Thursday, September 30, 2021

As Authorities Fail to Deliver Promises a Humanitarian Crisis for Supply Chain Workers Ensues

Governments Ineptitude Will Cause 'Blood and Chaos'
Shipping News Feature

UK – WORLDWIDE – The behaviour of the British government in the past few days is a microcosm of the global situation which has engendered a body of international supply chain groups which represent more than $20 trillion of world trade annually, to demand action at this week's UN General Assembly for freedom of movement for industry workers.

The UK situation is different from the global in that Brexit, rather than Covid 19, lays at the heart of the British problem. On Monday we quoted Elizabeth de Jong from Logistics UK praising the decision to allow foreign workers visas to enter the country on a temporary basis to assist with the driver shortage. By today her mood had changed significantly as she said:

“Logistics UK is concerned at the news that the temporary visas for HGV drivers granted by government may be for only a two month duration, rather than the declared three month period. The three month visa was much lower than the six months we had requested to enable additional testing capacity to be delivered by DVSA and more drivers to be trained. Our fear is that it is very unlikely that a two month visa will attract EU drivers which would make the scheme impotent. We are seeking urgent clarification from the government on this issue.”

Why the government should imagine that any worker competent enough to handle an HGV on the continent should welcome the opportunity for just two months work in Britain, with all the upheaval that entails, is hard to comprehend. This particularly with the ever changing regulations regarding Covid. And it is the pandemic which is what those international groups see as the major problem.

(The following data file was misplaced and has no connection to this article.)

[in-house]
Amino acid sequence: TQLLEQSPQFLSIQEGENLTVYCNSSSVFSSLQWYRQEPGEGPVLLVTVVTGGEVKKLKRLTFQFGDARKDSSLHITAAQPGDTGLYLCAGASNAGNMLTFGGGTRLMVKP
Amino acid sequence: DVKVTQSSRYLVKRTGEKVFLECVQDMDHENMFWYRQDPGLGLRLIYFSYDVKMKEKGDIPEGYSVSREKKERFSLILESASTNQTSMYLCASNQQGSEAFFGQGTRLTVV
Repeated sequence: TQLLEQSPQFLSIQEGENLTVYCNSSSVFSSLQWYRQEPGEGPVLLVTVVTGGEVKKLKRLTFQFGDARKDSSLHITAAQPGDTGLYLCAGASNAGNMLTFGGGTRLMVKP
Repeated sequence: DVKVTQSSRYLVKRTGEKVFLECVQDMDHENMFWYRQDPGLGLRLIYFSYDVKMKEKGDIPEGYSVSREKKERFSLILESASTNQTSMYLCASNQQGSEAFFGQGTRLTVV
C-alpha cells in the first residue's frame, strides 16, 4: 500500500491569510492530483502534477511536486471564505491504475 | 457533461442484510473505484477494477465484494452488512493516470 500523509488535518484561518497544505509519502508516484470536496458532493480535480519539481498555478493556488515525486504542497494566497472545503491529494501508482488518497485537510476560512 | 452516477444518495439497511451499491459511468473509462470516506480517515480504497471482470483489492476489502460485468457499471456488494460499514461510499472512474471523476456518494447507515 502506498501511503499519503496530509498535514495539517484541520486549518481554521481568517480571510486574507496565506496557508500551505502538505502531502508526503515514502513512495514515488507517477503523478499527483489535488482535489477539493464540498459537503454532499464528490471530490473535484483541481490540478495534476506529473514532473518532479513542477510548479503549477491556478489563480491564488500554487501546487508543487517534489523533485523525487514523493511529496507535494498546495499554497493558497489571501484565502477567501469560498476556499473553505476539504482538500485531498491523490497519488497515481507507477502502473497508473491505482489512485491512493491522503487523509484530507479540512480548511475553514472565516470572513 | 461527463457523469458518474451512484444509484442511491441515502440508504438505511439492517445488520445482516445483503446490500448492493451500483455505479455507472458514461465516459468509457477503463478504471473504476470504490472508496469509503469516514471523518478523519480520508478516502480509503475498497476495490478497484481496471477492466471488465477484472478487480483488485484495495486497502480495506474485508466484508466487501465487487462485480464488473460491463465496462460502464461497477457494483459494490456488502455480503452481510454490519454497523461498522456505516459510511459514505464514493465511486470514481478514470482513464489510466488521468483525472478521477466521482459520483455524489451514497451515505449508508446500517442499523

In an open letter published on the day of UNGA’s General Debate in New York, IRU, the International Road Transport Union, the International Air Transport Association (IATA), the International Chamber of Shipping (ICS), and the International Transport Workers’ Federation (ITF), made an urgent plea to the world’s heads of government to restore freedom of movement to transport workers.

The letter says that heads of government have failed to listen to their calls for freedom of movement for transport workers and for governments to use protocols that have been endorsed by international bodies for each sector, and to prioritise transport workers for vaccinations as called for in the World Health Organization’s (WHO) SAGE Roadmap for Prioritising Uses of vaccines.

They want to end the blame-shifting within and between governments and take the decisive and coordinated action needed to resolve the crisis. They point out that transport workers have all continued to keep global trade flowing throughout the pandemic, but it has taken a human toll. At the peak of the crew change crisis 400,000 seafarers were unable to leave their ships, some working for as long as 18 months over their initial contracts. Flights have been restricted and aviation workers have faced the inconsistency of border, travel, restrictions, and vaccine requirements.

Additional, systemic and unpredictable controls at road borders has meant truck drivers have been forced to wait, sometimes in their thousands and for weeks in unsanitary situations without proper facilities, before being able to complete their journeys and return home. Umberto de Pretto, IRU Secretary General said:

“Truck drivers have worked tirelessly through the pandemic to keep goods moving, despite restrictions at borders often being pointless, uncoordinated and even dangerous to drivers’ health. These have made chronic driver shortages even worse. Drivers are essential workers, governments need to act and allow them to do their vital job.”